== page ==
This isn’t your ordinary farm — but, according to its listing, it’s definitely a legal one.
In northern California, a charming wood-shingled home that’s part of a larger property listing recently made its way to the popular Zillow Gone Wild Twitter account — but not showing images of the home’s arched doorways, oversize windows or views of evergreen treetops under California’s crisp blue sky. The post, which got north of 1,345 likes and a slew of comments, showed a stock of cannabis — the plant from which marijuana comes — growing in neatly organized rows spread across flat ground.
“This would be a wonderful place to post up with your family and run a legal farm while enjoying this beautiful property,” the listing says of the Humboldt County offering, located in prime Salmon Creek. When reposted by Zillow Gone Wild, it elicited comments including “That’s dope” and “now that’s living the high life.”
Indeed, in California, the cultivation of the cannabis plant is legal: It requires licensing. And the property’s listing representative, Brooklyn Marvin of TOP Properties, told The Post there’s been big demand in the wake of the pandemic to operate cannabis farms.
“Everyone’s trying to jump on the opportunity to open up,” said Marvin, who has 18 cannabis listings and also specializes in timber and residential sales. This listing, in particular, asks $925,000 and includes 22,500 square feet, or about a half acre, for cultivation — as well as a unit for workers or guests, two barn/dry structures, a 4-million-gallon pond, gardens and that one-bedroom shingled home. “A lot of these guys started in LA and San Francisco … and then they realized that it would be a real benefit for them to be owning their own farm to feed product into these legal channels.”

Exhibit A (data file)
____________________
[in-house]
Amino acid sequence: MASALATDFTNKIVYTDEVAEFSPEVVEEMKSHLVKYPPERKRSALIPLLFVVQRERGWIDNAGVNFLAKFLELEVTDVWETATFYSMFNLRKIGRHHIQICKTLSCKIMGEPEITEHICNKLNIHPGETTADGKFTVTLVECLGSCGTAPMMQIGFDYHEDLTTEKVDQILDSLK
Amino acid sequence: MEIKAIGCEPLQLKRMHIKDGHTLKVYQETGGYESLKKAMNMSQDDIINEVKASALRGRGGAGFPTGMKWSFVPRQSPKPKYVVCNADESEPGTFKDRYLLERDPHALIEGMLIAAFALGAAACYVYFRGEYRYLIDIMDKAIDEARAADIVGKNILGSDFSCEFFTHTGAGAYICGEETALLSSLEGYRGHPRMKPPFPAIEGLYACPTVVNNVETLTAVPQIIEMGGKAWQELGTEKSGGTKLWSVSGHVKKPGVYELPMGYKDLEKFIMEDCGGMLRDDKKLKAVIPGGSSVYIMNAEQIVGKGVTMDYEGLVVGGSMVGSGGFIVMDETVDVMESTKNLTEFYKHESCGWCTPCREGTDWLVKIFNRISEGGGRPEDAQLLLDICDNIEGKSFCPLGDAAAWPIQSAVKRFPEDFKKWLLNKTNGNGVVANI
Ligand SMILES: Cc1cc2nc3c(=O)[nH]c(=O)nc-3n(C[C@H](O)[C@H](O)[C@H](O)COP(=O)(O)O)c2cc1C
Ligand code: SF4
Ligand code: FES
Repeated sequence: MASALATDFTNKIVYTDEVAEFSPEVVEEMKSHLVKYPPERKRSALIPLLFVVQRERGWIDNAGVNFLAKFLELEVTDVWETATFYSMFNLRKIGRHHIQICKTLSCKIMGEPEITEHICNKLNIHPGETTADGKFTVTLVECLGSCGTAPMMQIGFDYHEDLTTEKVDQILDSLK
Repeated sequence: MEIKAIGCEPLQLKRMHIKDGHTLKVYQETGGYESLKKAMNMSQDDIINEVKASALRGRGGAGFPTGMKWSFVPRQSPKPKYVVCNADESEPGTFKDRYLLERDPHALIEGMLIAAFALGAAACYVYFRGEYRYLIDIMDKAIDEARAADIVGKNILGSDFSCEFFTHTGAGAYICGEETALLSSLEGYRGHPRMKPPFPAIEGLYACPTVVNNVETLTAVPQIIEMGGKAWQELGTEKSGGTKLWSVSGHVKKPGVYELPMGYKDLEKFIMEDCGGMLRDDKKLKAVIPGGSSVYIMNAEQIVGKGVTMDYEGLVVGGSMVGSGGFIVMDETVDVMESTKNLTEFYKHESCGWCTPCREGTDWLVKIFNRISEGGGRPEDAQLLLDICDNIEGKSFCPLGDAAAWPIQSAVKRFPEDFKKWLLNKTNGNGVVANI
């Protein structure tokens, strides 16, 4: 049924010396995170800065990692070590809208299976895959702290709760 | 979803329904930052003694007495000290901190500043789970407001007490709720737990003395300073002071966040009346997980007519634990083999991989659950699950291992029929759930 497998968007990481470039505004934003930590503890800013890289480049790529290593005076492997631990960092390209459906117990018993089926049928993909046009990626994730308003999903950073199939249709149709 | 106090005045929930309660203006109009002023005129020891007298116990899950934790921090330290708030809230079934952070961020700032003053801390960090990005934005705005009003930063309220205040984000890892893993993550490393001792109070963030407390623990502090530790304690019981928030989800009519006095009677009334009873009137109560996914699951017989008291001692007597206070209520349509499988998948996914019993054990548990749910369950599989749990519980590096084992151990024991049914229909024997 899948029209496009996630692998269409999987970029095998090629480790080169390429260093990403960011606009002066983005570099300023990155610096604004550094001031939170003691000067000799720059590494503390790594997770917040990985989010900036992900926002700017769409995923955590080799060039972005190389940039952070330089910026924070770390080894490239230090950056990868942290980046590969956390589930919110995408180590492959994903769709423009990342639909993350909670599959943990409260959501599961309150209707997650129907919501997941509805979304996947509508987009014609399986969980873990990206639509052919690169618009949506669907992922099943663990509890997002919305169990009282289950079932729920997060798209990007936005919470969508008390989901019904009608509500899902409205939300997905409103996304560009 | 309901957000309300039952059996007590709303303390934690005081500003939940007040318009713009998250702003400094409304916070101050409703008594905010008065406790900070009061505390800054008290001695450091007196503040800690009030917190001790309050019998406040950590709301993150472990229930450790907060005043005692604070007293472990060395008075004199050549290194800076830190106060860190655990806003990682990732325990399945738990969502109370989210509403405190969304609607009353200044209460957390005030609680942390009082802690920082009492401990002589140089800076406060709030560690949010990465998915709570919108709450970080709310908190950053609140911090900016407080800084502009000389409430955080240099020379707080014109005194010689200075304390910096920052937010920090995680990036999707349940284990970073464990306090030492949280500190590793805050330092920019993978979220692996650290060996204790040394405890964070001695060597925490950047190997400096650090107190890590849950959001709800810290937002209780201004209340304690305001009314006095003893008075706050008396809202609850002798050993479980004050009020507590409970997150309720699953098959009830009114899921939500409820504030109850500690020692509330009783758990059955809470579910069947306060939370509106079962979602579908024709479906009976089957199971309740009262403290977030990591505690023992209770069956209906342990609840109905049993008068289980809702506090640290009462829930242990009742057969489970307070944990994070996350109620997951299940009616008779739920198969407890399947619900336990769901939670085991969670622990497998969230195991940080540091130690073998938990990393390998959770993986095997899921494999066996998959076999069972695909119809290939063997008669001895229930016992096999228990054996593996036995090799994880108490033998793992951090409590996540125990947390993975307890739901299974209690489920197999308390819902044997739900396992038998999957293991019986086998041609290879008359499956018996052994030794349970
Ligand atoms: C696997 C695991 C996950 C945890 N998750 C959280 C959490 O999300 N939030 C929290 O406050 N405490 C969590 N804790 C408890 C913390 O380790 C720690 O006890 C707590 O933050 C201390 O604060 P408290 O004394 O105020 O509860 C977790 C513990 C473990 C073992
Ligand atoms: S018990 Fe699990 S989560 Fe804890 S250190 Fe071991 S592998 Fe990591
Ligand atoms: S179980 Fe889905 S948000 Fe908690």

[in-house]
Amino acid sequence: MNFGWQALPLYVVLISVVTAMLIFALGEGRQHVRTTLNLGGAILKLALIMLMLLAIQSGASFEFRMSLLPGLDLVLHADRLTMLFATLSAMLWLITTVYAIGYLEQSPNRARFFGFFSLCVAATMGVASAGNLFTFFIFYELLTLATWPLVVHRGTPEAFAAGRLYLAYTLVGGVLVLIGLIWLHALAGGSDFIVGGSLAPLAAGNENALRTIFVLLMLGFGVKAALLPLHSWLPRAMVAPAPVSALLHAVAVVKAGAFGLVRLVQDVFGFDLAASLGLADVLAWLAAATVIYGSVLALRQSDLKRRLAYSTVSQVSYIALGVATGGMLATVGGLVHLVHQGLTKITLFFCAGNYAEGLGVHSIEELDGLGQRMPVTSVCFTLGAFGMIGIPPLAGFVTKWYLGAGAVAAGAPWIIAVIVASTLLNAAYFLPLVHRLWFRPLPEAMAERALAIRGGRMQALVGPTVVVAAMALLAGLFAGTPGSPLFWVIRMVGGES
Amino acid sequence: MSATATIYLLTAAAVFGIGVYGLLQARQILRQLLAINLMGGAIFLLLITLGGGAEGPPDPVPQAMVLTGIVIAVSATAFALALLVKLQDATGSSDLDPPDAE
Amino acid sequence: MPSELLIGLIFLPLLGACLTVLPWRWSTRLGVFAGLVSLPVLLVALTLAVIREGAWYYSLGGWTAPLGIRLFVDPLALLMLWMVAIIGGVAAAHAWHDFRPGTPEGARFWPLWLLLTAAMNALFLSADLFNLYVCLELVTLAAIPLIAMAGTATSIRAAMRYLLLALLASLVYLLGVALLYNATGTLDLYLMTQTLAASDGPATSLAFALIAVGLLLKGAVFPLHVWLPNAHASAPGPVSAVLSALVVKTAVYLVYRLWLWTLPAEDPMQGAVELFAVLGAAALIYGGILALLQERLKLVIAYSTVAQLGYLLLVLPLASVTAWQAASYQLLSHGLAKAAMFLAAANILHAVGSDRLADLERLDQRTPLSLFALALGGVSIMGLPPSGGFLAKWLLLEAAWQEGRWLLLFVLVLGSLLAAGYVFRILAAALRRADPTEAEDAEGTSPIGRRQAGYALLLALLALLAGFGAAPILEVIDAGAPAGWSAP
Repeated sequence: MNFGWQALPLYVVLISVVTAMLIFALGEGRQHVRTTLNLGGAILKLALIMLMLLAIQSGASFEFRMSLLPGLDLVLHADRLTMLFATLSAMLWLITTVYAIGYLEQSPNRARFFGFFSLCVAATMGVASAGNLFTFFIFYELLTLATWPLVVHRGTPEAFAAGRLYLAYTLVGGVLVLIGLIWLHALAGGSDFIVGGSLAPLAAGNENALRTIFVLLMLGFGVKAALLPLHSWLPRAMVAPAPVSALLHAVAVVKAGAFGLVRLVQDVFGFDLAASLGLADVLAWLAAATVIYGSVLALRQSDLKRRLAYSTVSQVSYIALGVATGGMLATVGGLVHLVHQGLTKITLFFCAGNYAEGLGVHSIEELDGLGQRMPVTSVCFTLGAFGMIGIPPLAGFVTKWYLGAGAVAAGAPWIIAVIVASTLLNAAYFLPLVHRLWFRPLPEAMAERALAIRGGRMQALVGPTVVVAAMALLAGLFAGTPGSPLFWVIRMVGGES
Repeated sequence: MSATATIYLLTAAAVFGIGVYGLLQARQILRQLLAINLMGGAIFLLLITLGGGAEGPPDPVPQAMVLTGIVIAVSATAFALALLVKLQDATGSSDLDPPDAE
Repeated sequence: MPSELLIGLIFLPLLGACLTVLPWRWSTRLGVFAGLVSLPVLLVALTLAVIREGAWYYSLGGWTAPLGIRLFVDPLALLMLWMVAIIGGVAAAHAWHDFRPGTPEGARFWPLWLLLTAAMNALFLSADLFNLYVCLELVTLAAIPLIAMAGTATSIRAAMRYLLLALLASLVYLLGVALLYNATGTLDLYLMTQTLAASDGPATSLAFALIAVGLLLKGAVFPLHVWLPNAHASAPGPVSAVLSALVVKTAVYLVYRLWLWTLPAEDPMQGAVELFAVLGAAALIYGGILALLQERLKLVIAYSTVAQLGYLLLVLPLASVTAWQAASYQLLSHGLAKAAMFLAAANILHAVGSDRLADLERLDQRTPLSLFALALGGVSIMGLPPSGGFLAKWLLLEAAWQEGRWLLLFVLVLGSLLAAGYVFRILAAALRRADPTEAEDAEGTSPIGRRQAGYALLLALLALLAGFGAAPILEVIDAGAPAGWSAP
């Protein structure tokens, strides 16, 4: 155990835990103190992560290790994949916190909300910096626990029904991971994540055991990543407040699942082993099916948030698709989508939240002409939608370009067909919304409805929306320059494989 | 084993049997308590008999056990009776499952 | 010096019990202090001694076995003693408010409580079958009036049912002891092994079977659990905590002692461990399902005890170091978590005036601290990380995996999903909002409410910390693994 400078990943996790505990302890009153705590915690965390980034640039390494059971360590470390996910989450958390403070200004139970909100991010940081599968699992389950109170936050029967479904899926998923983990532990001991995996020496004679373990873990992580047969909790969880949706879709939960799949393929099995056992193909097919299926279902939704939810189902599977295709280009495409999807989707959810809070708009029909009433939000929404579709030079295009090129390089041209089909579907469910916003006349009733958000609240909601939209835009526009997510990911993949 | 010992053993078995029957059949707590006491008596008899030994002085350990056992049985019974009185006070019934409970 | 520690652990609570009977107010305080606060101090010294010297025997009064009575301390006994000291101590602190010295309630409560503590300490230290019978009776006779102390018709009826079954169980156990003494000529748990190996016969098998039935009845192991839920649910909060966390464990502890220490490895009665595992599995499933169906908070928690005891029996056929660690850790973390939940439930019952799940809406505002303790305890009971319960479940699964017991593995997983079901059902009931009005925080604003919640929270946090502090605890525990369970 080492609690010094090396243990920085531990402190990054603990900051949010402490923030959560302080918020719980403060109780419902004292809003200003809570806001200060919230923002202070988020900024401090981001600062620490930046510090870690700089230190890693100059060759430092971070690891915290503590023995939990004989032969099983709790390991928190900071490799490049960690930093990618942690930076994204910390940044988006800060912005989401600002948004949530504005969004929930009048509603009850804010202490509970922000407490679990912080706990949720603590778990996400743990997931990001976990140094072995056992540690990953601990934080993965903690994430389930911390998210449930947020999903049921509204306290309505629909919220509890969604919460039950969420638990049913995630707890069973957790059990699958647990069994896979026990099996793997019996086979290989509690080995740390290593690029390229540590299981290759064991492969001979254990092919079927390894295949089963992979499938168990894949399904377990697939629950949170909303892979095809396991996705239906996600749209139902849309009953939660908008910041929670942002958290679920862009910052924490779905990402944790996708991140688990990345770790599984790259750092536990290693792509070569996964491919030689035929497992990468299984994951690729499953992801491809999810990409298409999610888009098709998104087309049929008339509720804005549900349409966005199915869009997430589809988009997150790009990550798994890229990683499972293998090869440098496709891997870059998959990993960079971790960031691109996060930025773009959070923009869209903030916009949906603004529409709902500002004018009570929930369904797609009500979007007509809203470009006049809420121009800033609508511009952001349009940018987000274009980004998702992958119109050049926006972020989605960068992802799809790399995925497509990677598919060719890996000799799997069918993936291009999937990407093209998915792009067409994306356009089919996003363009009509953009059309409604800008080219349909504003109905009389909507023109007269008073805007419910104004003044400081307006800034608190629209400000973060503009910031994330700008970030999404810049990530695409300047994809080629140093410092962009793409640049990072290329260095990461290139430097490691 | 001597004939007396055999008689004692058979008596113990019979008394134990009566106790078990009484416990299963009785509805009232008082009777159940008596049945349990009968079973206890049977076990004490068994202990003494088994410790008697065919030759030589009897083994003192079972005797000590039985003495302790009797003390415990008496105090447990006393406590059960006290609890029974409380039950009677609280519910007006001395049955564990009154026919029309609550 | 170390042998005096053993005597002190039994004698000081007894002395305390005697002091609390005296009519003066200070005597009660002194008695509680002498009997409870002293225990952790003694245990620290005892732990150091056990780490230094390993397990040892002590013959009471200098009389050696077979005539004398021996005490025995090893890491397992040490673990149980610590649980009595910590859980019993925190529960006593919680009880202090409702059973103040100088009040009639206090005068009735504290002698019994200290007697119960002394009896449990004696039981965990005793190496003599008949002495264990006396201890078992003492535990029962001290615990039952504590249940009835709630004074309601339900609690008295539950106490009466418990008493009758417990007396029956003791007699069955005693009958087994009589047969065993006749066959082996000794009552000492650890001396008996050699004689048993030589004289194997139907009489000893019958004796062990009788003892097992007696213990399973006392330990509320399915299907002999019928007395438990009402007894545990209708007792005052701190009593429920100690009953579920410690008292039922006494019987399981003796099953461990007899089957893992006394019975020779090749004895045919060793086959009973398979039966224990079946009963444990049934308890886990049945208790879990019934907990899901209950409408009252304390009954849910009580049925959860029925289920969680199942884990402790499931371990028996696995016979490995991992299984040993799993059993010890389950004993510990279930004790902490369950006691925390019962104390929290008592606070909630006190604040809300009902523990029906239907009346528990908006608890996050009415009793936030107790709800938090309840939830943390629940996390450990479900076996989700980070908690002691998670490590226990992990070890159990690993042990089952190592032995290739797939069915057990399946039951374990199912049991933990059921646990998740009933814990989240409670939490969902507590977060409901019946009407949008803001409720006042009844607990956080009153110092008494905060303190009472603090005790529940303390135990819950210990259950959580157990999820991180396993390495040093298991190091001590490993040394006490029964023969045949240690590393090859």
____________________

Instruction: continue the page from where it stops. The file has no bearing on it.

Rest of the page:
She added that smaller-scale in-state retail companies of marijuana sales are trying to head up to Humboldt County, which is known for its craft weed scene.
“I think our community has really contributed to how special the product is coming out of this area, which is why we’re famous,” she said.
Ryan McDowell, 48, this property’s 12-year-long owner, has enjoyed the scenery from this perch — particularly the wildlife the oak woodlands attract, such as migrating birds, turkey and deer — but he’s looking for new hands to take on the farm’s operations. He and his family have since moved about 90 minutes away and he wants to stay put closer to home.
“The farm has been doing really well and it’s hard to leave,” he said — adding that the land also previously had a vegetable garden with sweet corn, tomatoes and broccoli. “It’s just more of a difficult life choice to move on.”
He said the cost to maintain the house runs up to $15,000 per year, while the cost to operate the farm can reach up to $100,000 annually.
“This area is interesting,” he said. “It can be pretty warm all year, so there’s four-season farming potential there. As long as you get stuff in the ground, you can have things growing all year round there.”
But the way cannabis farming works is a bit technical. McDowell said, in this nook of the state, he had to get permits through the county with the state then reviewing the data to grant an annual license, which has to be renewed every year. And that, too, makes for a slightly more complicated sale. As opposed to a standard home closing there, which these days can take 45 days on average, cannabis sales typically require a 60-day period. Not only is there value associated with the property, but there’s also value tied to the LLCs that own the cannabis licenses and permits, which must also be transferred with the sale.
“It’s more involved,” said Marvin. “We have teams of attorneys and CPAs, and a lot of people are involved in the transfers of the LLCs with the properties.”
The listing has been on the market for nearly a year, and Marvin said it’s gotten a good bit of interest. One prospective buyer had a deal fall through, but she still adds the property is “not only a working licensed farm, but it’s also a beautiful place to be and hang out.”